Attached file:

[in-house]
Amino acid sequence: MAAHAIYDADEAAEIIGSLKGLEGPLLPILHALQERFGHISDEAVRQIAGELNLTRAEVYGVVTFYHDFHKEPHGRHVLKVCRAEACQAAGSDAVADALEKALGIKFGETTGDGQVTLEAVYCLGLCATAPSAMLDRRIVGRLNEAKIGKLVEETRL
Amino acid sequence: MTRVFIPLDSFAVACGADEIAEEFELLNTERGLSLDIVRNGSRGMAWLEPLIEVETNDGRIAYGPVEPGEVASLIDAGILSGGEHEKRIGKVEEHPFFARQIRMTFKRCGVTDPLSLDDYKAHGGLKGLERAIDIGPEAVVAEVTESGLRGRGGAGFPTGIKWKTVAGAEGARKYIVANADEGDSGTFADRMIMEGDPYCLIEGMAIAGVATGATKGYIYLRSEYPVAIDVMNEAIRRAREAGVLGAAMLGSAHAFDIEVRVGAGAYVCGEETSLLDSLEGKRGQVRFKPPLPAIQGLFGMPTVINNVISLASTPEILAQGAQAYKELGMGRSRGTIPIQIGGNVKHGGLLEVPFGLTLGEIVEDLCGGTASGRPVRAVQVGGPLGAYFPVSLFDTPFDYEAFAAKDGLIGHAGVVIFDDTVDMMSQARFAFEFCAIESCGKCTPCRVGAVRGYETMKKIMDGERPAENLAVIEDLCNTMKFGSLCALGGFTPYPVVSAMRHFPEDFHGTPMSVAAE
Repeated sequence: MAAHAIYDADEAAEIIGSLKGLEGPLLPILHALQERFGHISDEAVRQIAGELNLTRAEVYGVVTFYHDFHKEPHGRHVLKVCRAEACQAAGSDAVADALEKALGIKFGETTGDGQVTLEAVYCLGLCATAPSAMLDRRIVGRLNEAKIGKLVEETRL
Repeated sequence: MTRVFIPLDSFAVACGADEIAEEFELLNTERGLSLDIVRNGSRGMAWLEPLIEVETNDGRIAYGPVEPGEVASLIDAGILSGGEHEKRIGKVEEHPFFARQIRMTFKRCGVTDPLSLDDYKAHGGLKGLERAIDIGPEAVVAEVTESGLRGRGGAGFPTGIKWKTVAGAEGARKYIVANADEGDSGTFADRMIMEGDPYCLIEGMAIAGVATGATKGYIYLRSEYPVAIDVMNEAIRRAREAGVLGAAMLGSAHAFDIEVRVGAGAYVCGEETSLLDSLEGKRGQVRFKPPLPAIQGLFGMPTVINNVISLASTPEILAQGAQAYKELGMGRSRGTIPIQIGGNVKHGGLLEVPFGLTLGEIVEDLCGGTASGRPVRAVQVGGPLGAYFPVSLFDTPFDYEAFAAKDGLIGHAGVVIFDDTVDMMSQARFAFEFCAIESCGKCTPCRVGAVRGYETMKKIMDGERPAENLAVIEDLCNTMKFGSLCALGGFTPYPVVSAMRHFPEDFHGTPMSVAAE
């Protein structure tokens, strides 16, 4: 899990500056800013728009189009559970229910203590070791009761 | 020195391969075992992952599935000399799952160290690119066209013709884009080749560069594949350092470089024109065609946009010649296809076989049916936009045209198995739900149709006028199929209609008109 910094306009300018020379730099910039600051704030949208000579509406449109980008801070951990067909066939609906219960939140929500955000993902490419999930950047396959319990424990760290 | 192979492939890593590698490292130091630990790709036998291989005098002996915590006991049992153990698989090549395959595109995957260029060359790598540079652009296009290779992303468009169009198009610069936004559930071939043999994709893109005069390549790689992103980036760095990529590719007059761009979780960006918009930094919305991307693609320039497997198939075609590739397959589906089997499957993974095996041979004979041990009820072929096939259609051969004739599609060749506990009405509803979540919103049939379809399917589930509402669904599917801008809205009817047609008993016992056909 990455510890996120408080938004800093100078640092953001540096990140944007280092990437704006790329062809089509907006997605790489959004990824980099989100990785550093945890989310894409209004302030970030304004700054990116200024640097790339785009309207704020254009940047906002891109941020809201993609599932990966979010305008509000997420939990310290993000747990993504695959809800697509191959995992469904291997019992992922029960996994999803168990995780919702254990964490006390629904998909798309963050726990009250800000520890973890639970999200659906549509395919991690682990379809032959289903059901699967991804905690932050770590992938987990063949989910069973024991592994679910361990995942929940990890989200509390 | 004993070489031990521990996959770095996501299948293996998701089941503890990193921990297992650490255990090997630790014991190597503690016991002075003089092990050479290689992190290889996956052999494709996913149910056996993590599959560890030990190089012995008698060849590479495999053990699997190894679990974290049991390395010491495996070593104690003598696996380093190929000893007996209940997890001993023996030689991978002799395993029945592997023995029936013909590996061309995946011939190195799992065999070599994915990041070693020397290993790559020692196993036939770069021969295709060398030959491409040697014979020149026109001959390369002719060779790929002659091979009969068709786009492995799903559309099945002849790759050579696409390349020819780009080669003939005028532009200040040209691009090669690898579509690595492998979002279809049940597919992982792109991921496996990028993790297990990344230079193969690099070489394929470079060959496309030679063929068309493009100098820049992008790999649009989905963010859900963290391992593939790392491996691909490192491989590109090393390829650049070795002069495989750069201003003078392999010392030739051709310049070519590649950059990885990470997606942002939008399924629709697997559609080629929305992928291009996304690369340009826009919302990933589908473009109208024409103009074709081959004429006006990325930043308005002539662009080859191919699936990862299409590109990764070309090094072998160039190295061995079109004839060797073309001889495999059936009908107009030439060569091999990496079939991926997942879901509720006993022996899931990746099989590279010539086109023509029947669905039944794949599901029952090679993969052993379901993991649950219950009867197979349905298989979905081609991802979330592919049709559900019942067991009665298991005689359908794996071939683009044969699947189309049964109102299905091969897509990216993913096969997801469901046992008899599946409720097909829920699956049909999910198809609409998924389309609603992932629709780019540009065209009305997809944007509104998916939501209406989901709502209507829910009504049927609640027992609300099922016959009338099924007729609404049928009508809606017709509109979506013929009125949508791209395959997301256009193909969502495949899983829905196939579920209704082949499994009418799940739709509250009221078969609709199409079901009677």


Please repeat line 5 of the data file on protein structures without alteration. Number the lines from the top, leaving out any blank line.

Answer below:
Repeated sequence: MTRVFIPLDSFAVACGADEIAEEFELLNTERGLSLDIVRNGSRGMAWLEPLIEVETNDGRIAYGPVEPGEVASLIDAGILSGGEHEKRIGKVEEHPFFARQIRMTFKRCGVTDPLSLDDYKAHGGLKGLERAIDIGPEAVVAEVTESGLRGRGGAGFPTGIKWKTVAGAEGARKYIVANADEGDSGTFADRMIMEGDPYCLIEGMAIAGVATGATKGYIYLRSEYPVAIDVMNEAIRRAREAGVLGAAMLGSAHAFDIEVRVGAGAYVCGEETSLLDSLEGKRGQVRFKPPLPAIQGLFGMPTVINNVISLASTPEILAQGAQAYKELGMGRSRGTIPIQIGGNVKHGGLLEVPFGLTLGEIVEDLCGGTASGRPVRAVQVGGPLGAYFPVSLFDTPFDYEAFAAKDGLIGHAGVVIFDDTVDMMSQARFAFEFCAIESCGKCTPCRVGAVRGYETMKKIMDGERPAENLAVIEDLCNTMKFGSLCALGGFTPYPVVSAMRHFPEDFHGTPMSVAAE